Working and Writing – the Ultimate Juggling Act
Working and writing don’t go together. Working takes up so much time. You have to get up every morning, slap on makeup, rush off on the tube to some office and spend your day doing stuff you don’t want to do and for what: to earn a crust to pay the bills.
It’s like oil and water. Working and writing doesn’t mix. Worst of all, when you are working it makes you ill because you are nor writing. And writing makes you ill in the way that alcoholics and drug addicts are ill. It’s a sick circle.
You write because you have to do it, knowing all the time that when you’ve done it, ten to one no one will want it, and still you do it, pushing out one word after the other, shuffling forward like a slow wind over the desert approaching a destination rarely known.
When I am working, I think about what I would like to be writing. When I find five minutes to do some writing, I worry about what I should have done at work and will get scolded for not doing when I go in next day.
Working and Writing is a Circus Act
Writers leave lots of things half done, unfinished short stories, the beginnings of a new novel, the blog you know you will never dare post. These half-scored works are like shadows in your head, nasty ones with teeth. When you go to bed, they grow flesh and haunt your dreams. They make you think about them. They are spoiled children. You have created them, given them personalities, faults, desires. Now, they seem driven to drive you over the edge.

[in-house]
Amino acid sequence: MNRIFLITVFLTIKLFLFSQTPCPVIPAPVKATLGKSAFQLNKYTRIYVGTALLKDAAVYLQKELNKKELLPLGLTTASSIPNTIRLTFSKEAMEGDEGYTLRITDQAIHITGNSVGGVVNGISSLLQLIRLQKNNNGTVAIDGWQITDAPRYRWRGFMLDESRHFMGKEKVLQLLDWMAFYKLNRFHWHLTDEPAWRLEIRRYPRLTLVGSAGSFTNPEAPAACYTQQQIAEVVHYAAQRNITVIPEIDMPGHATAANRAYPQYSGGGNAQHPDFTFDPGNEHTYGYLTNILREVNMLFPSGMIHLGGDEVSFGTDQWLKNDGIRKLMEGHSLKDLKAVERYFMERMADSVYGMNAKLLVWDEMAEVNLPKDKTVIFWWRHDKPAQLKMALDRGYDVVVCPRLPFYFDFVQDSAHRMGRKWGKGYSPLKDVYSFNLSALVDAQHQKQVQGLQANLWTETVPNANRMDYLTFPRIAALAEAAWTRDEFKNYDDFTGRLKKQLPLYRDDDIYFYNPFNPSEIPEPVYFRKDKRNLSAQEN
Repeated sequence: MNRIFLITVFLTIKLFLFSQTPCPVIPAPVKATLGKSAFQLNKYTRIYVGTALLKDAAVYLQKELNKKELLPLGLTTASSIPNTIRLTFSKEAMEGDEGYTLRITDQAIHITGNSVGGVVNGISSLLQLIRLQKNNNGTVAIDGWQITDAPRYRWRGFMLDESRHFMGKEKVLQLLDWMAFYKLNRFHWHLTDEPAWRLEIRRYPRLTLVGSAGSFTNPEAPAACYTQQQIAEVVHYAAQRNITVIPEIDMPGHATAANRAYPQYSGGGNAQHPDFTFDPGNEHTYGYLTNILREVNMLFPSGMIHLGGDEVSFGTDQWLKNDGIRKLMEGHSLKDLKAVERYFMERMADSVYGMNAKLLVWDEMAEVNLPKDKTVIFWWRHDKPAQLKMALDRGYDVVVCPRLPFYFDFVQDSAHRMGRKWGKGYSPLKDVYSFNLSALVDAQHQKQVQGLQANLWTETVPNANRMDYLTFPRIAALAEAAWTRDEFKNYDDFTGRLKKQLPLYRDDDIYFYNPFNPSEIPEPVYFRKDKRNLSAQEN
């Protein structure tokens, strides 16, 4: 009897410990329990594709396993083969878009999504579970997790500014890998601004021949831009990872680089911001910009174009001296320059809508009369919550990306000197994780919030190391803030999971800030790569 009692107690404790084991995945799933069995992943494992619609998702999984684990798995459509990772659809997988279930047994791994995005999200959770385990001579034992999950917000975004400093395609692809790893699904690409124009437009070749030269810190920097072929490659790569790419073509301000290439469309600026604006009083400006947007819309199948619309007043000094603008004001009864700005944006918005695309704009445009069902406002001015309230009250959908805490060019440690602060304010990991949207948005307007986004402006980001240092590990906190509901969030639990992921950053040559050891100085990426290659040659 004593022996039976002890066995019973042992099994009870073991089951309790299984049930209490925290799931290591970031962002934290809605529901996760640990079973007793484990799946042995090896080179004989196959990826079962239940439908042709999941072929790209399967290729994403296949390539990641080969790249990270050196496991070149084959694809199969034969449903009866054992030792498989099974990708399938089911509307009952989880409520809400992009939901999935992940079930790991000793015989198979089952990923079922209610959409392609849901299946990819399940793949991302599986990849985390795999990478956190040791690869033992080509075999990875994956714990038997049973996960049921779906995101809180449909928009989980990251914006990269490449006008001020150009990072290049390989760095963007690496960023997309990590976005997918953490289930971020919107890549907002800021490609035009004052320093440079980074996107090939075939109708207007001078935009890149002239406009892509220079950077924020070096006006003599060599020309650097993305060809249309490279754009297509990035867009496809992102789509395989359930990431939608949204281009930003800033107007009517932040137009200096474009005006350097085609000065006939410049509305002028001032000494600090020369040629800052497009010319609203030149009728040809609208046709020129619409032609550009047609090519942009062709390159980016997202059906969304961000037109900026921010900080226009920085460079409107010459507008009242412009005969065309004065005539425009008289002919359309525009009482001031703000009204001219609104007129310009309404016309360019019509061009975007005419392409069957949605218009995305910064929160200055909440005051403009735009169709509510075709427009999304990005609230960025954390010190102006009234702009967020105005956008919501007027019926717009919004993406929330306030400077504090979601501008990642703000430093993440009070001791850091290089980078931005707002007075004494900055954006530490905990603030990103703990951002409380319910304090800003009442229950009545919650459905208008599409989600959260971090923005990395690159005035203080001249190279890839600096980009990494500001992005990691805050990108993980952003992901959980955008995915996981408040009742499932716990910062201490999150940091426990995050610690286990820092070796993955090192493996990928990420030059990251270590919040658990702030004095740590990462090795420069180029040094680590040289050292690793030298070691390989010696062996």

Working and writing isn’t a walk across the highwire, an acrobatic glide from flying bar to flying bar. Working and writing is juggling thirteen knives with one hand while standing on the back of a circus pony going faster and faster around the ring – blindfolded.
I have worked as a tutor, in marketing, and for a women’s magazine, which involved writing captions for interiors and combat with photographers fixated on depth and apertures. I realised regular working doesn’t suit me, and now I earn a crumb as a waitress, not in a restaurant, but at corporate ‘events’ where masters of the universe congratulate themselves by drinking buckets of champagne and falling over.
Mother said I should marry a hedge fund manager and I said I would rather cut hedges for a living. She didn’t laugh, and she didn’t lend me the fifty quid I needed till Saturday when I have a gig at the Shard.
In the meantime, I’m plonking away on a novel that may be called DESIRE, and will probably have the word DESIRE in the title. I’m not sure yet. I’ve only written 25,000 words, so I don’t need to worry about the title for months. Writing is so slow, but full-time working and writing, for me, is impossible. I wish I were a painter chucking paint at big stretched canvases and dancing to Rihanna.
My first novel, The Secret Life of Girls, is on special offer for some reason!